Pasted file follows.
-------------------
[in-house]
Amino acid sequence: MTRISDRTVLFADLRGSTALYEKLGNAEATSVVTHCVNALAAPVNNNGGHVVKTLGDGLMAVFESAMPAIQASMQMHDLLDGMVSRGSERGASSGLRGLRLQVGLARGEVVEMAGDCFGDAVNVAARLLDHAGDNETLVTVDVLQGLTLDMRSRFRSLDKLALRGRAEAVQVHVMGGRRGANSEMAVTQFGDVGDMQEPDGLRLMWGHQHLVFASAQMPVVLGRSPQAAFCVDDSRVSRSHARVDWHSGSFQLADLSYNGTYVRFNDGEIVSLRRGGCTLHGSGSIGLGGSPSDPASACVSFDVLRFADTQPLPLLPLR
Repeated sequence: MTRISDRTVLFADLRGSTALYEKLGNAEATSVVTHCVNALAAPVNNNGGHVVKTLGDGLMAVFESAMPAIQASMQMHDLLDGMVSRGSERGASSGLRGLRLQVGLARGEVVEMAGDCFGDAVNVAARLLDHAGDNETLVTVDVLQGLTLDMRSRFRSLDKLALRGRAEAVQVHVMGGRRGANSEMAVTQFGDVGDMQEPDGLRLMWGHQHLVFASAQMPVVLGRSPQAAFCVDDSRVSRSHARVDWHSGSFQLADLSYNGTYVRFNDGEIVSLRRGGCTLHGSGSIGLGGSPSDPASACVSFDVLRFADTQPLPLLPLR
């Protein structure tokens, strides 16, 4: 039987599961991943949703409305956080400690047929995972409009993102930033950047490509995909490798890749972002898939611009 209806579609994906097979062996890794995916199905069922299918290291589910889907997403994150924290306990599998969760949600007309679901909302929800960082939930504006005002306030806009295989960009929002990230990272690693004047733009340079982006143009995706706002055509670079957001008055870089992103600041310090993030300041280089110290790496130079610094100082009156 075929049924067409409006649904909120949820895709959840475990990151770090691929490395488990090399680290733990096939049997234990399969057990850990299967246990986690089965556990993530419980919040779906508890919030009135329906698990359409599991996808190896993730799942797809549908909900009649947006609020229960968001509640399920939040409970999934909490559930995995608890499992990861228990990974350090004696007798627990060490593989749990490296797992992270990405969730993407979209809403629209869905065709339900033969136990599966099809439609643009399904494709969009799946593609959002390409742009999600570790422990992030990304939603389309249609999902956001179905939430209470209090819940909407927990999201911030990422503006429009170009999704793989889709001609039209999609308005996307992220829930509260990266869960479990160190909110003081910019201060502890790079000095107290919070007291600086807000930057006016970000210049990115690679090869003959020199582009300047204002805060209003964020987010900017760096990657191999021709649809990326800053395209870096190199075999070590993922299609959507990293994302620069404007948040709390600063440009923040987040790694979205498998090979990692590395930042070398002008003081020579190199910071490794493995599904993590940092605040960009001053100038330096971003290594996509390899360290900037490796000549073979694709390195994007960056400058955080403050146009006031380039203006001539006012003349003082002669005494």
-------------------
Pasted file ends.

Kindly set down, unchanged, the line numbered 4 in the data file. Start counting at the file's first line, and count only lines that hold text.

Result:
């Protein structure tokens, strides 16, 4: 039987599961991943949703409305956080400690047929995972409009993102930033950047490509995909490798890749972002898939611009 209806579609994906097979062996890794995916199905069922299918290291589910889907997403994150924290306990599998969760949600007309679901909302929800960082939930504006005002306030806009295989960009929002990230990272690693004047733009340079982006143009995706706002055509670079957001008055870089992103600041310090993030300041280089110290790496130079610094100082009156 075929049924067409409006649904909120949820895709959840475990990151770090691929490395488990090399680290733990096939049997234990399969057990850990299967246990986690089965556990993530419980919040779906508890919030009135329906698990359409599991996808190896993730799942797809549908909900009649947006609020229960968001509640399920939040409970999934909490559930995995608890499992990861228990990974350090004696007798627990060490593989749990490296797992992270990405969730993407979209809403629209869905065709339900033969136990599966099809439609643009399904494709969009799946593609959002390409742009999600570790422990992030990304939603389309249609999902956001179905939430209470209090819940909407927990999201911030990422503006429009170009999704793989889709001609039209999609308005996307992220829930509260990266869960479990160190909110003081910019201060502890790079000095107290919070007291600086807000930057006016970000210049990115690679090869003959020199582009300047204002805060209003964020987010900017760096990657191999021709649809990326800053395209870096190199075999070590993922299609959507990293994302620069404007948040709390600063440009923040987040790694979205498998090979990692590395930042070398002008003081020579190199910071490794493995599904993590940092605040960009001053100038330096971003290594996509390899360290900037490796000549073979694709390195994007960056400058955080403050146009006031380039203006001539006012003349003082002669005494």